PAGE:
• Dance and MusicHarriet Cavalli. The first part of the book is a guide for musicians and teachers, the second part is a collection of music for class. The physical format of the book isn’t ideal for a piano, but the material is useful.
  • The Ballet Accompanist’s Handbook by Laurence Galian (1989). Not an anthology, but a brief and unpretentious guide to playing for classes that has excellent practical suggestions for where to look for repertoire. I’m incapable of being concise, but if I could be, this is the book I would have written. All good advice in shorty paragraphs.

Suggestions for further reading/listening about playing for ballet class

  • Karen McIver’s Art of Class. Karen is one of the leading exponents of improvisation for ballet class, and has taught for nearly 10 years on the renowned course for ballet musicians at the Royal Conservatoire of Scotland/Scottish Ballet. In 2020 Karen has also been adding videos about improvisation to her YouTube channel.  
  • New in early 2020 is the “Ballet Piano Podcast,” a well-planned and structured series of roundtable discussions about playing for class between Chris and Akiko Hobson (pianists), Matt Gregory (dancer and pianist) and David Yow (ballet teacher), all widely experienced professionals in the field. In Series 1, each episode focuses on a single exercise or section of the class, in conventional ballet class order. It’s accessible and interesting to almost anyone—teacher, dancer, pianist, beginner, professional. I like it so much, I’m doing the transcripts for them pro bono.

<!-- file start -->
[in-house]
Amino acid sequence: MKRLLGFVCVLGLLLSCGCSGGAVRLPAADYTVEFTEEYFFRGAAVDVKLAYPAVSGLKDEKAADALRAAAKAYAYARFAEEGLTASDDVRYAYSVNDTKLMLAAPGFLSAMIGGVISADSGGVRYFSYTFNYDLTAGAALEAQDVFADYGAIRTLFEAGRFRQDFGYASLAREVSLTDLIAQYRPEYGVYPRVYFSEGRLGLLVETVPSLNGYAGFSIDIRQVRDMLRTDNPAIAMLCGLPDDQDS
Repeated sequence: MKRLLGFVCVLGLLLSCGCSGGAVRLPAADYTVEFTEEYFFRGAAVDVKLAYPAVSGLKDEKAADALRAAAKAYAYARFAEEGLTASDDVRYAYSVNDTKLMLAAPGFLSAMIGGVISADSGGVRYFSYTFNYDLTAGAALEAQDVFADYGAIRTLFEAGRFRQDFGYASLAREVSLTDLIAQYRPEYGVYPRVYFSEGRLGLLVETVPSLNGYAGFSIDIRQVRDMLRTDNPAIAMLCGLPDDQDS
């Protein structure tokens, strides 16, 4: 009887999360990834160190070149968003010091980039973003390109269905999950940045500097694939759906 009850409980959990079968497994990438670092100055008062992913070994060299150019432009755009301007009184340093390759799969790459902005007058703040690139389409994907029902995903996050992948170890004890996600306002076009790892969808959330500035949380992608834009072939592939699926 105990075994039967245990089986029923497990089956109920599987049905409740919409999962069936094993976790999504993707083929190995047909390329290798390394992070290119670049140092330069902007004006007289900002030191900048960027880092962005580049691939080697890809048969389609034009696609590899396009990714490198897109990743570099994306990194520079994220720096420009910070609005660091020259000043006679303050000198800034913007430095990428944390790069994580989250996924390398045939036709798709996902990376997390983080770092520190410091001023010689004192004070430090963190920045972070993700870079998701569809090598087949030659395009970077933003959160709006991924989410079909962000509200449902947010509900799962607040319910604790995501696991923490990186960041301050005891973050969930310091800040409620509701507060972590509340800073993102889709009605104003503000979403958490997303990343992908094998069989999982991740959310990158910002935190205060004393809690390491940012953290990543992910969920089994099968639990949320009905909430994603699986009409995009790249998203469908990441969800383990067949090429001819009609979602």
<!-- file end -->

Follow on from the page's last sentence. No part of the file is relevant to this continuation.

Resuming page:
• Read Confessions of an anxious ballet pianist: This doesn’t have direct links to music, but it covers a lot of the problems of playing for class and selecting a repertoire. Read in connection with the other stuff.
  • Read Playing for ballet class: a guide for beginners. I wrote this and other pages about music on website of the Royal Academy of Dance.
  • Plunder other people’s tracklists, and listen to the way that other ballet pianists refashion new and old material into class music – there are hundreds of examples out there, but here’s a few partial and partisan suggestions:

7 thought on “Playing for ballet class: links, books, suggestions”
      1. 🙂 I always check your posts. It’s so interesting and great that you share all of this! I’ll try to go to London one week in June. Hope to see you there. I’ll let you know. All the best!

  1. jonathan, thank you for including me in this post, i only just found it today (i’m slowly making my way upstream into the vast geography of your blog)–i would like to add as comment that most of my ballet class cd’s are on youtube where your readers can listen to full tracks and entire playlists for free, and on spotify and itunes–cdbaby has only clips available

  2. Dear Mr. Still, I truly appreciate your teaching. For the past two years I have been learning ballet playing, and indulge in your rich sources of teaching. I wish I could meet you in person one day! Thank you teacher.

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Jonathan Still, ballet pianist